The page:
[SciPy-dev] Major CVS changes to weave

eric jones eric at enthought.com
Thu Sep 12 02:10:22 CDT 2002


Hey group,

I've just checked a new version of weave into the CVS.  It has major
changes in it which are highlighted below.  The good news is there are
some big improvements and the code should be more portable.  The bad
news is that it introduced some backward incompatibility.  Sorry about
that.  I'm getting pretty happy with the interface and code generation
now, so we're close to a stage where backward compatibility will be
maintained in future releases.    

The docs and maybe a few examples still need updating.  I'll try to get
these and the web pages cleaned up tomorrow and the next day and then
make packaged release of weave when it is done.

This big change was needed even if new things weren't coming, but the
real reason I've checked this in now is in preparation of adding the
*really* cool stuff that Pat Miller is doing to optimize standard python
code and Numeric expressions.  His stuff is still way experimental, but
has huge potential.  We'll be working over the next month or so to get
it up and running so that it is ready for public consumption.

Regards,
eric

Changes:

0.
The underlying library code is significantly re-factored and simpler.
There used to be a xxx_spec.py and xxx_info.py file for every group of
type conversion classes.  The spec file held the python code that
handled the conversion and the info file had most of the C code
templates that were generated.  This proved pretty confusing in
practice, so the two files have mostly been merged into the spec file.
    
Also, there was quite a bit of code duplication running around.  The
re-factoring was able to trim the standard conversion code base
(excluding blitz and accelerate stuff) by about 40%.  This should be a
huge maintainability and extensibility win.

1.  
With multiple months of using Numeric arrays, I've found some of weave's
"magic variable" names unwieldy and want to change them.  The following
are the old declarations for an array x of Float32 type:
    
        PyArrayObject* x = convert_to_numpy(...);
        float* x_data = (float*) x->data;
        int*   _Nx = x->dimensions;
        int*   _Sx = x->strides;
        int    _Dx = x->nd;
    
The new declaration looks like this:
    
        PyArrayObject* x_array = convert_to_numpy(...);
        float* x = (float*) x->data;
        int*   Nx = x->dimensions;
        int*   Sx = x->strides;
        int    Dx = x->nd;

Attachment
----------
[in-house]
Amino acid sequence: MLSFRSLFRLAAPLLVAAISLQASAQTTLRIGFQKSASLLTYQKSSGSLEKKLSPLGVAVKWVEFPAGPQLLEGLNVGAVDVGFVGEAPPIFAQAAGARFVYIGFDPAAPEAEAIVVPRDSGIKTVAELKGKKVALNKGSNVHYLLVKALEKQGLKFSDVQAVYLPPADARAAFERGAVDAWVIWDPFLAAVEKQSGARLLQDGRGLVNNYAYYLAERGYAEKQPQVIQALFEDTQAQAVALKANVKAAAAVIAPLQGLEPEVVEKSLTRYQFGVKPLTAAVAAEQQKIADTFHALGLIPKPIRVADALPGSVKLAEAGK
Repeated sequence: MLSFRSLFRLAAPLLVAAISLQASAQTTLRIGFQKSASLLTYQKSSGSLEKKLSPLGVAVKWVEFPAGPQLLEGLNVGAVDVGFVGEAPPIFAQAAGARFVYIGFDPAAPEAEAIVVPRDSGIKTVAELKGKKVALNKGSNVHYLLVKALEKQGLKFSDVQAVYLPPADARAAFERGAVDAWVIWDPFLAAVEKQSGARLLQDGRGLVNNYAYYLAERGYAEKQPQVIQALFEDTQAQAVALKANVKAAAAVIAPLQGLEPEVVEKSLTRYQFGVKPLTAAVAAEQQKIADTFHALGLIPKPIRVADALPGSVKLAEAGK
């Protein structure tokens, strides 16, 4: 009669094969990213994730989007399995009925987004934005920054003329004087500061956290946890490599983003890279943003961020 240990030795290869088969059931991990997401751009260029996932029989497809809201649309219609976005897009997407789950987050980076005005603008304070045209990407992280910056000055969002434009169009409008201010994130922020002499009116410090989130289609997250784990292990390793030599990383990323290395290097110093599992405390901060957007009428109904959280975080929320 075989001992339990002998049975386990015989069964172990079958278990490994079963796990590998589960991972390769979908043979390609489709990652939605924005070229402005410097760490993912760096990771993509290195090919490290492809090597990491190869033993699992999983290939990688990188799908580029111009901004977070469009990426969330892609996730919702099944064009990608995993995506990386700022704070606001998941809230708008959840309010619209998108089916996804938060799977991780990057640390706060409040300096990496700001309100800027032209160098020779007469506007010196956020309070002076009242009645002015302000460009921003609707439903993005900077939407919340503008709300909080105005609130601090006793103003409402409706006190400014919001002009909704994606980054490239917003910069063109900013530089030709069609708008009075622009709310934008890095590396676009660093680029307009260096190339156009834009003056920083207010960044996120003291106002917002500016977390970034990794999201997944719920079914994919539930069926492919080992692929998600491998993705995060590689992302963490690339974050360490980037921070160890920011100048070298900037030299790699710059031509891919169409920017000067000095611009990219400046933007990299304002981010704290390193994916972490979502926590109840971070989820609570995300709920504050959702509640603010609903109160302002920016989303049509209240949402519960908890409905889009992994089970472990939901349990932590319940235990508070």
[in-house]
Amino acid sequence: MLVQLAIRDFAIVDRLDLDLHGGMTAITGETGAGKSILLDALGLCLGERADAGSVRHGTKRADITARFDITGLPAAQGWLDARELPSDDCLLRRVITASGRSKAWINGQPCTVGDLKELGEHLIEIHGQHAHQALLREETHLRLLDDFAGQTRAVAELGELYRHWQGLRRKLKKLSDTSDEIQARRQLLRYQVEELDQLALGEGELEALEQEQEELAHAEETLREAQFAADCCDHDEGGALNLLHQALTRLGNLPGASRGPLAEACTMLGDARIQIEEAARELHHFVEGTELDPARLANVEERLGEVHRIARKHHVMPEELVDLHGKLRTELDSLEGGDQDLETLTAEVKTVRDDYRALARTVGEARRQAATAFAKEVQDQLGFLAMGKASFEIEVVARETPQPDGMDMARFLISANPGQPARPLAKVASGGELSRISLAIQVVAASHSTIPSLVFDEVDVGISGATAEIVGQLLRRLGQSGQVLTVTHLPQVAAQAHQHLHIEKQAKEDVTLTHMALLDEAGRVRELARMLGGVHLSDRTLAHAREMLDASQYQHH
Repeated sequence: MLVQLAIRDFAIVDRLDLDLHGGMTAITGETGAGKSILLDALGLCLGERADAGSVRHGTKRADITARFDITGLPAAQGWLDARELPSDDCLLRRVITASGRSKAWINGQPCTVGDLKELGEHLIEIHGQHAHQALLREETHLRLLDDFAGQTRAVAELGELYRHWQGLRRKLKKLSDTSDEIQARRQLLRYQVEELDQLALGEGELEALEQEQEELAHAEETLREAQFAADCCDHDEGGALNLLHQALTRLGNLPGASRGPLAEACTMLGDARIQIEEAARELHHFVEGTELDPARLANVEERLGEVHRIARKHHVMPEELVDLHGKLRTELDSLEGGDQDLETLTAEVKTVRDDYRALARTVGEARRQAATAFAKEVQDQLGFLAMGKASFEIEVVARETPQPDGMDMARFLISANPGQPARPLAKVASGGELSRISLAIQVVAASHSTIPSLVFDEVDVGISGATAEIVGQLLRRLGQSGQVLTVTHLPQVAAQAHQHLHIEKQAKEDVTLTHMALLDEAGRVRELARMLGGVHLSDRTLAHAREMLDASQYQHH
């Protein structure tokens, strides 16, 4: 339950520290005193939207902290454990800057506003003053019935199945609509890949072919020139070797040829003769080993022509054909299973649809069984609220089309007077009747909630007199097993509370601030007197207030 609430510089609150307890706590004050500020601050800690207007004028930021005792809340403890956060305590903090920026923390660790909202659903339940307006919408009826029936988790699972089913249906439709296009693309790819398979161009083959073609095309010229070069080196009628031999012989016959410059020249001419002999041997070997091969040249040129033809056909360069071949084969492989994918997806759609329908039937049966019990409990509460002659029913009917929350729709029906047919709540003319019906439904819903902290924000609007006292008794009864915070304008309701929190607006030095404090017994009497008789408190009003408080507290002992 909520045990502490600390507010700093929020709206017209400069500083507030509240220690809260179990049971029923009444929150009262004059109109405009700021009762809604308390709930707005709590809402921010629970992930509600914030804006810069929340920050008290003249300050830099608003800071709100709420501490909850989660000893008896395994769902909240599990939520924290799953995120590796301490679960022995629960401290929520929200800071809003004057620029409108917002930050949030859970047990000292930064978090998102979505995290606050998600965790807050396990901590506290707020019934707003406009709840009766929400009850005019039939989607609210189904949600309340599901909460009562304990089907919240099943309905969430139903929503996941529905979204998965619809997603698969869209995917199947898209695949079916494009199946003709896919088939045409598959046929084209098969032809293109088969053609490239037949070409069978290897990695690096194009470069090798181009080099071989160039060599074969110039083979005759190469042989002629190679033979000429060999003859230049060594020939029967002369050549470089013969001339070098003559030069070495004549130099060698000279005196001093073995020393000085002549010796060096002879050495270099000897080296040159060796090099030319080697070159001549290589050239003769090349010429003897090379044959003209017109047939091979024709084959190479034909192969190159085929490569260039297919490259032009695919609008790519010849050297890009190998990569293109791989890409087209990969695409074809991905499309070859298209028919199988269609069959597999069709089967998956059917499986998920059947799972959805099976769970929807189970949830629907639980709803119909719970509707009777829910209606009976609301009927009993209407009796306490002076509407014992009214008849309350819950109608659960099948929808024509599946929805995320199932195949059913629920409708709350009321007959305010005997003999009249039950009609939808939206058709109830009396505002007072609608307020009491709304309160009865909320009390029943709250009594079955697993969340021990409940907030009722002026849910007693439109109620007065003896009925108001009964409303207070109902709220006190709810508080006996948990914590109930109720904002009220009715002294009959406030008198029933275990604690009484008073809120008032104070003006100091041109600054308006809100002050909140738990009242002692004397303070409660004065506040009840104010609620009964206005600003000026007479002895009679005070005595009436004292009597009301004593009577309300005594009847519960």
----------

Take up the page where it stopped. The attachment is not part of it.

This is obviously not backward compatible, and will break some code
(including a lot of mine).  It also makes inline() code more readable
and natural to write.

2.
I've switched from CXX to Gordon McMillan's SCXX for list, tuples, and
dictionaries.  I like CXX pretty well, but its use of advanced C++
(templates, etc.) caused some portability problems.  The SCXX library is
similar to CXX but doesn't use templates at all.  This, like (1) is not
an
API compatible change and requires repairing existing code.

I have also thought about boost python, but it also makes heavy use of
templates.  Moving to SCXX gets rid of almost all template usage for the
standard type converters which should help portability.  std::complex
and std::string from the STL are the only templates left.  Of course
blitz still uses templates in a major way so weave.blitz will continue
to be hard on compilers.

I've actually considered scrapping the C++ classes for list, tuples, and
dictionaries, and just fall back to the standard Python C API because
the classes are waaay slower than the raw API in many cases.  They are
also more convenient and less error prone in many cases, so I've decided
to stick with them.  The PyObject variable will always be made available
for variable "x" under the name "py_x" for more speedy operations.
You'll definitely want to use these for anything that needs to be
speedy.

3.
strings are converted to std::string now.  I found this to be the most
useful type in for strings in my code.  Py::String was used previously.

4.
There are a number of reference count "errors" in some of the less
tested conversion codes such as instance, module, etc.  I've cleaned
most of these up.  I put errors in quotes here because I'm actually not
positive that objects passed into "inline" really need reference
counting applied to them.  The dictionaries passed in by inline() hold
references to these objects so it doesn't seem that they could ever be
garbage collected inadvertently.  Variables used by ext_tools, though,
definitely need the reference counting done.  I don't think this is a
major cost in speed, so it probably isn't worth getting rid of the ref
count code.  

5.
Unicode objects are now supported.  This was necessary to support
rendering Unicode strings in the freetype wrappers for Chaco.

6. 
blitz++ was upgraded to the latest CVS.  It compiles about twice as fast
as the old blitz and looks like it supports a large number of compilers
(including SGI, Steve) though only gcc 2.95.3 (2.96 on Linux) is tested.
Compile times now take about 9 seconds on my 850 MHz PIII laptop.




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